Although poor John Keats and his letters to Fanny Brawne got set aside, his replacement, a fictional correspondence between two friends that lasts more than forty years, has proven to be a much better fit for my reading mood of late. As a matter of fact I liked Letters from Constance so much I've been adding more of Mary Hocking's books to my reading pile. If it's a little voyeuristic to read published diaries, letters might almost be more so. There is something very intimate about a private conversation between two people even if the conversation happens to take place long distance and on paper. As much as I love the immediacy of email, there is something special about getting a letter in the mail, knowing that it began its journey in a different place and in different hands and then traveled so far from mailbox to mailbox.
Epistolary novels are quite interesting and can be an unusual, maybe even slightly artificial way to tell a story. Hocking pulls it off remarkably well, however. I had expected to fly through the book, which begins in the late 1930s and follows the lives of Constance and Sheila, two young women who enjoy a lifelong friendship, no matter the distance, situations or directions each life takes. The two, however, are true letter writers and their correspondence is filled not just with frivolities--the minutiae of their daily lives, but also with their hopes and dreams, pains and tragedies that fill everyone's lives. Faced with so much thoughtfulness it's not surprising that the letters had to be read with care and attention. Meaning the reader must slow down and take it all in. And with such a long friendship, covering so many years, it's not just a glimpse into the intimate worlds of these two women but a broader look, too, at how the world at large changed and affected the women themselves.
"Sheila was one of those highly intelligent people who are unable to come to terms with the telephone--a disability which I sometimes think altered our lives. Whenever one phoned her it was sure to be the wrong moment. At best, she was stilted, at worst, abrupt and uncommunicative. She was, however, adept at letters of apology, explaining that she had been in the garden, the bath, hair-washing, plucking a chicken, sickening for 'flu... So, in place of the trivialities people so often exchange over the telephone, we wrote letters."
Sheila's life is viewed entirely through Constance's eyes. The letters in this book are only those written by Constance, so it's perhaps a slightly skewed view, but Sheila's presence is nonetheless always felt. Constance's letters tell the story of her life but they are also a reaction to Sheila's life as well. A poet who enjoys a certain fame, Sheila asks Constance to destroy her letters when the time comes, but she's unable to do so. She's on occasion referred to as "the absent one", but aside from their youth and a few times as adults where they live close enough to visit in person, it's the times when the two are separated that the reader is privy to.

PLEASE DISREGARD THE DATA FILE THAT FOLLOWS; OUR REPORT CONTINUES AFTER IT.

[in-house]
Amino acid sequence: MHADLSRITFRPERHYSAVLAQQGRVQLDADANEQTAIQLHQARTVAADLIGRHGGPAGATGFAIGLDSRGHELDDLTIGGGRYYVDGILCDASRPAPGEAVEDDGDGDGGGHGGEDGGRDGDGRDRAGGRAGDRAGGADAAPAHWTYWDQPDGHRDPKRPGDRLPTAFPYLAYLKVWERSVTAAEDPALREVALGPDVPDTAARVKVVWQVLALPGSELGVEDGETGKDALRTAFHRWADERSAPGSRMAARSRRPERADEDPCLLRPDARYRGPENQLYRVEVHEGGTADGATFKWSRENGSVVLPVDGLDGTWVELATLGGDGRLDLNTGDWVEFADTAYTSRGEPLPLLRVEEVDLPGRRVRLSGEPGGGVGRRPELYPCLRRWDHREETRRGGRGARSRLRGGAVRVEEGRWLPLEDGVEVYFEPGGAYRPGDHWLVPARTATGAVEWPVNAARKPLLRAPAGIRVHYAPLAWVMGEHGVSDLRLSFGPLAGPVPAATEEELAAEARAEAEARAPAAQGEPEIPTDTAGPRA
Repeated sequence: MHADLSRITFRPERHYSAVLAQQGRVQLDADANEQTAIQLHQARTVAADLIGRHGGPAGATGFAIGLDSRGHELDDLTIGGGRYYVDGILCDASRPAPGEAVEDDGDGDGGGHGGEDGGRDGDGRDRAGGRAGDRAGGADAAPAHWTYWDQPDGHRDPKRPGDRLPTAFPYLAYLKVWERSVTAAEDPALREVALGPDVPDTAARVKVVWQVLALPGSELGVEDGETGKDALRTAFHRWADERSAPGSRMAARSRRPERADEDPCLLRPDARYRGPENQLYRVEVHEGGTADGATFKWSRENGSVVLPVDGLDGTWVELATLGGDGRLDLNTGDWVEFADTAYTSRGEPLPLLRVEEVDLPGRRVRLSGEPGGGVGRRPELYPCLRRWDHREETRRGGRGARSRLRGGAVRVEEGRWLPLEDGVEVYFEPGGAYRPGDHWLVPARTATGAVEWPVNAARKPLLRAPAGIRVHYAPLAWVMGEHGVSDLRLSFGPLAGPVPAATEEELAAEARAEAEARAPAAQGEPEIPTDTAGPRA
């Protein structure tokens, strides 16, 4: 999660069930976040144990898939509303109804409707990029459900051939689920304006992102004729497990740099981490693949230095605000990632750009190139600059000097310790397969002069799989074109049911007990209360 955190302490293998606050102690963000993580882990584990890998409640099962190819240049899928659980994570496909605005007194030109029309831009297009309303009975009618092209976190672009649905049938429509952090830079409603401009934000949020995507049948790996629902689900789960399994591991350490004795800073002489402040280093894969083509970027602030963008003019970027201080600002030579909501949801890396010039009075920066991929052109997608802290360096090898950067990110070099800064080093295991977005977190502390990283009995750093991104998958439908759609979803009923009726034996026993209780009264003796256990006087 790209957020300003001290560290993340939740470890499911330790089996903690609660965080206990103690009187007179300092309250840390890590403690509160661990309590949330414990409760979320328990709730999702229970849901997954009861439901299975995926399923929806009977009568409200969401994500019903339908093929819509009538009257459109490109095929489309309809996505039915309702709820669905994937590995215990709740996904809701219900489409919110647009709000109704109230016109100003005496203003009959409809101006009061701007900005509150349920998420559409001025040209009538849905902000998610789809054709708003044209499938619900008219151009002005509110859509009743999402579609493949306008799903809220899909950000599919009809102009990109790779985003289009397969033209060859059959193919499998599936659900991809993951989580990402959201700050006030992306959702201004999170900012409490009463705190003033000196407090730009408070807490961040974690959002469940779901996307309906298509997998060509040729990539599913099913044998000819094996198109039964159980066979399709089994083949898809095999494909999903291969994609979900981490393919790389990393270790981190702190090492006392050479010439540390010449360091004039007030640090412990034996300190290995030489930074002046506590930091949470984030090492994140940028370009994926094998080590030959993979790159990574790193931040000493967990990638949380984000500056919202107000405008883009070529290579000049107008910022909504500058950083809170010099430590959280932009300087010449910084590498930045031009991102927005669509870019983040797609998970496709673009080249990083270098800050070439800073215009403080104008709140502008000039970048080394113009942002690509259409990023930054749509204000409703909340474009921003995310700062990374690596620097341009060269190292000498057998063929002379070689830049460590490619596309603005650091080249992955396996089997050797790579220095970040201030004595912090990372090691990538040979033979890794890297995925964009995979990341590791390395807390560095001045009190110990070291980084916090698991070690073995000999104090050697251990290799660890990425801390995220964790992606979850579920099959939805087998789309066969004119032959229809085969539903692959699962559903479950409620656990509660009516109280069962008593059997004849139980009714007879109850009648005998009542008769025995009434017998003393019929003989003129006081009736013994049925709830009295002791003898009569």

Constance and Sheila meet as girls in a summer camp and realize they live only a few streets away from each other. Their lives, of course, will follow very different trajectories. It's Sheila who is seen as the intellectual and gifted one. She goes off to university while Constance dives straight into war work joining the WRNS. Though both marry, Constance's life is one of oppressive domesticity. Sheila marries a musician and becomes a poet, whereas Constance marries an Irishman (to the consternation of her family who decide not to attend the Catholic wedding in order to avoid having to explain the situation to their friends) and finds herself faced with a large (not exactly according to plan) family.
"I am become to dull, Sheila. I have no conversation, no interests, not much in the way of thought at all really. Now, I can barely perform the functions of housewife and mother. I go to bed drained and wake exhausted. Even my kitchen has turned against me, each implement has become a dead weight."
"I don't remember what I did at Christmas. The house was full of people. I suppose I fed them."
Constance sees Sheila's life as one of opportunities and creative outlets, but in the end it all comes at a price. At times Constance looks at what Sheila has with envy, but on reflection her own life is filled with as much happiness with her husband and children as anyone can hope to have.
"I can see, looking back, that for years I have been presenting you with my view of your life. It seemed to me that you were uniquely fortunate in having such a close, all-embracing relationship. You're right. As the walls went up around you, I stood by and applauded. I did indeed find cause for congratulation in the disorderly house, the wild garden, the empty hearth and the untimely meals."
This is a beautifully written story of two women's lives. It's as much about the struggle to find happiness and meaning in life as it is about a deep and enduring friendship fraught with difficulties but ultimately one filled with love and caring. I have Melwyk to thank for picking this book up. I will definitely be reading more by Mary Hocking (whose books are sadly out of print it seems). Next up I am reading Just a Very Pretty Girl from the Country: Letters from Gertrude Stein's Paris by Sylvia Salinger, which is a book of actual letters written just before WWI. I have a small (and growing) stack of other books of letters (fiction and not) that I am looking forward to reading over the course of the year.